On Saturday, in honor of Earth Day, perhaps the best thing to do is become a plant or an animal. Or at least look at the world from the perspective of one.

A Council of All Beings ceremony will be held from 10 a.m. to 3:30 p.m. on April 19 at the Polly Hill Arboretum in West Tisbury to help facilitate this shift from human persona to something much more fragile. The experiential daylong workshop was organized by Gail Tipton, April Thanhauser, Cynthia Robinson and Rebecca Gilbert. It aims to give people an opportunity to deepen their connections with nature.

The Council of All Beings was first developed in the late 1980s by Joanna Macy and John Seed, environmentalists, authors and ecologists.

In Ms. Macy’s book Coming Back to Life, she describes the experience in this way: “The Council of All Beings is a communal ritual in which participants step aside from their human identity and speak on behalf of another life form. A simple structure for spontaneous expression, it aims to heighten awareness of our interdependence in the living body of Earth and to strengthen our commitment to defend it.”

“It’s a way for us to commune with nature in an intellectual, heartfelt and spiritual way,” said Ms. Thanhauser. “We can listen on a deep level with nature and speak authentically on its behalf.”

The workshop will begin with introductions, sharing and “sensitizing activities” to encourage intuitive perception and meditative practices for communicating with nature. In the words of John Seed, taken from his book Thinking Like a Mountain, participants will then explore the arboretum alone to “be chosen by a plant, animal or landscape feature that [they] will represent at the council.”

Participants will then create masks to represent the chosen natural being, and each person will speak from the perspective of his or her new identity. The council will close with a simple ceremony.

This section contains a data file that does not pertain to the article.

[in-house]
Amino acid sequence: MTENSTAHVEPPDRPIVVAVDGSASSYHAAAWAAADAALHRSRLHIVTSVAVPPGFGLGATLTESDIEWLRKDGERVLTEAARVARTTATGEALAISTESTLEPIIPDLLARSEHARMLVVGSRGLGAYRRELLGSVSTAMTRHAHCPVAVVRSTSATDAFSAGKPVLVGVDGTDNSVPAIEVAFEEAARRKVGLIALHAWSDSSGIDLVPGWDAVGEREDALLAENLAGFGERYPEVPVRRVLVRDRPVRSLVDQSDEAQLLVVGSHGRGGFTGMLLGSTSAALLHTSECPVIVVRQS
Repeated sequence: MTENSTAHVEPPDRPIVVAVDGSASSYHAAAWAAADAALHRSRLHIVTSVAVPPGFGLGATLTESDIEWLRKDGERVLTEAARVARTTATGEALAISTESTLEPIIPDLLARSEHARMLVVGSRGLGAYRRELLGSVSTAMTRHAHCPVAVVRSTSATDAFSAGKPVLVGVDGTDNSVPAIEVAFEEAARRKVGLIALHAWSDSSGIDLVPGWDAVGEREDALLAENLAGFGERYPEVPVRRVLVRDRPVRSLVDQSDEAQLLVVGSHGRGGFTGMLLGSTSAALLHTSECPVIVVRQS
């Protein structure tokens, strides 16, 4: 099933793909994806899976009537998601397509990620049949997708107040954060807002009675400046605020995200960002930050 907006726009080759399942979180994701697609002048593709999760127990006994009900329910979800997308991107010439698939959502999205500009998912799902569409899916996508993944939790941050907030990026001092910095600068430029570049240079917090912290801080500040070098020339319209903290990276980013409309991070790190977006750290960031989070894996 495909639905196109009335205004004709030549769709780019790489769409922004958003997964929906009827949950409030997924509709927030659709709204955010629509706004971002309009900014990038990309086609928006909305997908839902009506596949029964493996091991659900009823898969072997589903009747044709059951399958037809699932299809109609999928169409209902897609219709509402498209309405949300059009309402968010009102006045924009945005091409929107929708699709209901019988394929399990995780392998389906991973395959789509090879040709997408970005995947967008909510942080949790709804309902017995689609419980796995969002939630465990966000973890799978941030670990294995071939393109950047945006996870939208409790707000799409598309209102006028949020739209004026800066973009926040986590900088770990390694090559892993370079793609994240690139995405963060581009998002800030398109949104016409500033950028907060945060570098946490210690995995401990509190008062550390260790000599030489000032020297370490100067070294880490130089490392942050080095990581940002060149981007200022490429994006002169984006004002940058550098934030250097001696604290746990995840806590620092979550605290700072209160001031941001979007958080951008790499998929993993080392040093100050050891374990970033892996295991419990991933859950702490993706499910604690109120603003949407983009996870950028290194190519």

The women are hoping to donate the masks used in the council to a nature festival.

Ms. Tipton is a museum professional, artist and video documentarian. She has participated in two councils with Mr. Seed, which she described as “transformative.”

“Listening to what wonderful things nature had to say was profound,” she said. During her first council she spoke as wild grass, and was a waterlily in the second. “I have no idea what will happen this time. But that’s part of the magic. It’s spontaneous.”

The women believe that this shift in perspective will touch people and open their awareness to nature.

Ms. Robinson has worked with people of all ages in councils, many of them Quakers. “The Quakers have a long history of spiritual practices that dispose you to nature,” she said. Ms. Robinson currently holds two degrees in psychology and works as a hospice volunteer. She feels that we have to focus not only on the joy in nature, but also pain and loss.

“We can’t access true and full wisdom if we don’t look at both sides,” she said.

Ms. Tipton added that the climate change crisis has inspired a new awareness of our relationship with the environment. “We are crying, frustrating, mourning,” she said.

“We have to make a commitment to earth — something on an ongoing basis,” added Ms. Robinson.

The women encourage everyone to give the council a try, even whose who are resistant or skeptical.

“We are multidimensional beings,” said Ms. Thanhauser. “Plants are always communicative. [The council] lets us tap into the part of ourselves that innately can communicate with nature.”

Ms. Gilbert agreed. “My relationship with nature is all-important to me, and I can rarely speak about it as honestly as is possible in the Council of All Beings,” she said.

The suggested donation is $30 or $5 for Polly Hill Arboretum members. All proceeds will be donated to the arboretum. There is no rain date, so participants should dress appropriately.